There is something profoundly depressing about going to a supermarket.
As I’m wandering around the aisles, gazing at a display of J-cloths and disinfectant, a heavy wave of depression comes over me and I can’t help but feel that maybe there’s more to life than looking for the best offers on antibacterial toilet seat wipes.
Supermarkets are invariably incredibly crowded; the music they pipe over the tannoys is always something by one of either George Michael, Elton John or Coldplay, and – perhaps because of the previous point - people are in a bad mood and get annoyed if you so much as accidentally place your trolley at a slightly inconvenient angle and unintentionally block their way to the yoghurt four-pack of their choice.
However, I am forced to go to these soulless, miserable places most weekends in an effort to keep my marriage intact.
I have, you see, the misfortune to be married to a woman who gets upset if we don’t spend time together.
Now look, I know it’s Valentine’s Day and I should be a little more romantic, but I’ve never understood this spending time together thing. My ideal day is to spend it on my own. A woman’s ideal day is to spend it with someone else. Forget bits of our anatomy, this, I believe, is the fundamental difference between the male and female species.
“You never hug me or show affection,” Mrs Canavan often says forlornly.
“I do,” I argue back. “We held hands on holiday in Devon in 2009” (which is true, though only because I’d been drinking and forgot myself).
I once got told off for not helping or showing concern when my partner, after an evening of drinking rather heavily, bolted from the bed in the early hours of the morning and ran to the bathroom to be sick (from the sound of it several times; it took an age to unblock the loo the next morning).
“Why didn’t you check I was all right and stroke my hair?” she later asked.
Now I like to think I’m a caring individual (when an elderly neighbour unsteady on her feet needed a lift to the local shop for milk and bread recently, I stopped my car, wound down the window – though not too far because it was raining violently and I didn’t want to get my leather upholstery damp – and told her there was a short cut through the ginnel which would knock at least three minutes off her journey). But I draw the line at watching someone, no matter how well I know them, vomiting into a toilet bowl. The thought of actually touching them as they did it is beyond the pale.
Anyway, back to the weekend shopping trip. “You promised to decorate the back bedroom two years ago and it’s still not done, so you’re coming to Tesco whether you like it or not,” Mrs Canavan shouted. Which is actually a nonsensical argument but it wasn’t the time to point it out, so after muttering and sighing and tutting for a lengthy period in the hope Mrs C would cave in and shout ‘fine I’ll go on my own’ (she didn’t), I meekly went along with her.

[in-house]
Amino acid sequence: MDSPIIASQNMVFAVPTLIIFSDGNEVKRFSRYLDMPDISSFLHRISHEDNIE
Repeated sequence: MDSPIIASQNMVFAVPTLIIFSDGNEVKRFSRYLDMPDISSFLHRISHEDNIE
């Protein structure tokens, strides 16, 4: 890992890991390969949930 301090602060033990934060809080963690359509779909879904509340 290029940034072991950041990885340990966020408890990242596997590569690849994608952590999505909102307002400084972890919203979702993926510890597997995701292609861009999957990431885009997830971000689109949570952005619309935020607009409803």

What a demoralising experience. At dinner-time on Saturday, we approached the store (which is the size of a small country, so big there’s passport control and sniffer dogs at the door), only to find there was a traffic jam just to get in the damn car park.
“Shall we turn back?” I asked hopefully.
‘No’, barked Mrs Canavan, while jabbing me hard in the side with her fingers, which is, technically, assault and something I will bring up in court if we ever go through, as seems likely, an acrimonious divorce.
Once inside the store, we had to navigate aisles more gridlocked than the M25 in rush-hour. The breakfast cereal aisle was particularly congested and as I weaved my way towards the Weetabix I accidentally ran my trolley over the toes of a very unimpressed middle-aged woman. I apologised, twice, but from the look on her face – and the size of her bruised, swollen toes – I’m not sure she accepted it.
It took more than an hour to complete the shop, not helped by Mrs Canavan’s addiction to special deals. Standard exchange: “Pickled onions are on offer”. Me: “But neither of us eat pickled onions”. Her: “It’s two jars for £1.50 – we’ll get them for a rainy day”.
Then the pièce de résistance.
After totting up our bill and taking our hard-earned cash, the young lad on the checkout – so young he had to ask a colleague called Geoff to swipe the bottle of wine we’d bought – cheerily remarked ‘good news, you’ve saved £11.80 by shopping at Tesco today’.
Saved? Our bill had come to £121. We’d almost had to re-mortgage the house to pay for it. This Saturday I’m feigning illness.
Not all things better in old days
I stumbled upon this rather marvellous advert from days gone by – the Auto Strap for front seat tots.
As you can see, it is for a contraption which tethers children during car journeys, so they can ‘sit, stand, kneel or sleep without disturbing driver’.
What the advert doesn’t say is whether or not it would help a child survive should the car be involved in a horror smash but, hey, let’s not be picky.
Maybe we shouldn’t be too surprised about this ad, after all these were the days when doctors used to regularly appear on billboards advertising nicotine (famous ad from the 1950s: “More doctors smoke Camels than any other cigarette!”, accompanied by a photograph of a happy smiling medic puffing away).
As much as I moan and whine about modern-day society, maybe there are some things that have moved on and improved a bit after all.